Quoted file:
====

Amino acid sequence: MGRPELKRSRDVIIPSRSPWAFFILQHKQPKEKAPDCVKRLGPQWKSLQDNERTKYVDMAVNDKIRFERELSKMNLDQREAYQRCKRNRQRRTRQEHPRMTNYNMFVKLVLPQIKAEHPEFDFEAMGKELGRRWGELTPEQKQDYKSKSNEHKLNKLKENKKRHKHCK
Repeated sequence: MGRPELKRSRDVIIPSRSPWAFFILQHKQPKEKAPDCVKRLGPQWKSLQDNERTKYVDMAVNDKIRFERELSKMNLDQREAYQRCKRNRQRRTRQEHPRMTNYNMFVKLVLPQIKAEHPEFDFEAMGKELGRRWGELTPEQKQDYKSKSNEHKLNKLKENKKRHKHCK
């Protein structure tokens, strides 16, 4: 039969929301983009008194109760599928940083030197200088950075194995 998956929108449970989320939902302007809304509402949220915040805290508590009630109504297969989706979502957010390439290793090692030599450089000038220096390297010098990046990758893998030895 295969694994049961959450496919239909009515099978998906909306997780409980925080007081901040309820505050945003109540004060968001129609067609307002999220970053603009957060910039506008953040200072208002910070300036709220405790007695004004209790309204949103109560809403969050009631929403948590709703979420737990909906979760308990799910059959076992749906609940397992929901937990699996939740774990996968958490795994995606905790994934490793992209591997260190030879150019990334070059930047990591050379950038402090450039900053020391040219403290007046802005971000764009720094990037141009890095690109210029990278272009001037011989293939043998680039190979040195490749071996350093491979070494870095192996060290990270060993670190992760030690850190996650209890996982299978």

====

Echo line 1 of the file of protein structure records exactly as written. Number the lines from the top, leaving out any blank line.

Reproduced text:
Amino acid sequence: MGRPELKRSRDVIIPSRSPWAFFILQHKQPKEKAPDCVKRLGPQWKSLQDNERTKYVDMAVNDKIRFERELSKMNLDQREAYQRCKRNRQRRTRQEHPRMTNYNMFVKLVLPQIKAEHPEFDFEAMGKELGRRWGELTPEQKQDYKSKSNEHKLNKLKENKKRHKHCK